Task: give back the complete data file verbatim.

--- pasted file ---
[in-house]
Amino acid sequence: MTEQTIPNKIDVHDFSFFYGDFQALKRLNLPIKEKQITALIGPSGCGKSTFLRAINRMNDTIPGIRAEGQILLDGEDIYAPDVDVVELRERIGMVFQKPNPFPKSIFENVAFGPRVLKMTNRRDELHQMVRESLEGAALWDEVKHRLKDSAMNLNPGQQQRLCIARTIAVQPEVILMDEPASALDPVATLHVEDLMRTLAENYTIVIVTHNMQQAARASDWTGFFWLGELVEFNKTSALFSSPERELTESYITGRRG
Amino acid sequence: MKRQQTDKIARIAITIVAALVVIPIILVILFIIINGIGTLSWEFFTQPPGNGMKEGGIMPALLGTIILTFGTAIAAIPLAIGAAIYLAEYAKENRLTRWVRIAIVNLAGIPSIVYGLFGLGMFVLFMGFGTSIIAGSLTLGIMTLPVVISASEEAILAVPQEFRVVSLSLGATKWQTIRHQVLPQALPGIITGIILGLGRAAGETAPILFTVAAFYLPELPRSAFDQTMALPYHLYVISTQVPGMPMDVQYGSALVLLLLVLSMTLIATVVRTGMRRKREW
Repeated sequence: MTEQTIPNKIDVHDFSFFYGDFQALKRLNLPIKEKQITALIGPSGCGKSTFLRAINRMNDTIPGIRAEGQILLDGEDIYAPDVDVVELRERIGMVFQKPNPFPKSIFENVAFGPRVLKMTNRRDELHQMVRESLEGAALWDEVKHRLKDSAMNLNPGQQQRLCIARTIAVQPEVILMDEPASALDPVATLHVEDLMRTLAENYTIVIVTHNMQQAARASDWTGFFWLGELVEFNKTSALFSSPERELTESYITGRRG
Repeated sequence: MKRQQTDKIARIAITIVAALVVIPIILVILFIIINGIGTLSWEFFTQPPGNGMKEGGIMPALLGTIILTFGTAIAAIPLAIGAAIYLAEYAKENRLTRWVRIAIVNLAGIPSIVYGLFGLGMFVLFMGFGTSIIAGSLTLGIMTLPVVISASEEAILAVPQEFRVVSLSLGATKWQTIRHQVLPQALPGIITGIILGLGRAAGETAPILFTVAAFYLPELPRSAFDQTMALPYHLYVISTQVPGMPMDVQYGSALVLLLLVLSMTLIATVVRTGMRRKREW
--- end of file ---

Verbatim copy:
[in-house]
Amino acid sequence: MTEQTIPNKIDVHDFSFFYGDFQALKRLNLPIKEKQITALIGPSGCGKSTFLRAINRMNDTIPGIRAEGQILLDGEDIYAPDVDVVELRERIGMVFQKPNPFPKSIFENVAFGPRVLKMTNRRDELHQMVRESLEGAALWDEVKHRLKDSAMNLNPGQQQRLCIARTIAVQPEVILMDEPASALDPVATLHVEDLMRTLAENYTIVIVTHNMQQAARASDWTGFFWLGELVEFNKTSALFSSPERELTESYITGRRG
Amino acid sequence: MKRQQTDKIARIAITIVAALVVIPIILVILFIIINGIGTLSWEFFTQPPGNGMKEGGIMPALLGTIILTFGTAIAAIPLAIGAAIYLAEYAKENRLTRWVRIAIVNLAGIPSIVYGLFGLGMFVLFMGFGTSIIAGSLTLGIMTLPVVISASEEAILAVPQEFRVVSLSLGATKWQTIRHQVLPQALPGIITGIILGLGRAAGETAPILFTVAAFYLPELPRSAFDQTMALPYHLYVISTQVPGMPMDVQYGSALVLLLLVLSMTLIATVVRTGMRRKREW
Repeated sequence: MTEQTIPNKIDVHDFSFFYGDFQALKRLNLPIKEKQITALIGPSGCGKSTFLRAINRMNDTIPGIRAEGQILLDGEDIYAPDVDVVELRERIGMVFQKPNPFPKSIFENVAFGPRVLKMTNRRDELHQMVRESLEGAALWDEVKHRLKDSAMNLNPGQQQRLCIARTIAVQPEVILMDEPASALDPVATLHVEDLMRTLAENYTIVIVTHNMQQAARASDWTGFFWLGELVEFNKTSALFSSPERELTESYITGRRG
Repeated sequence: MKRQQTDKIARIAITIVAALVVIPIILVILFIIINGIGTLSWEFFTQPPGNGMKEGGIMPALLGTIILTFGTAIAAIPLAIGAAIYLAEYAKENRLTRWVRIAIVNLAGIPSIVYGLFGLGMFVLFMGFGTSIIAGSLTLGIMTLPVVISASEEAILAVPQEFRVVSLSLGATKWQTIRHQVLPQALPGIITGIILGLGRAAGETAPILFTVAAFYLPELPRSAFDQTMALPYHLYVISTQVPGMPMDVQYGSALVLLLLVLSMTLIATVVRTGMRRKREW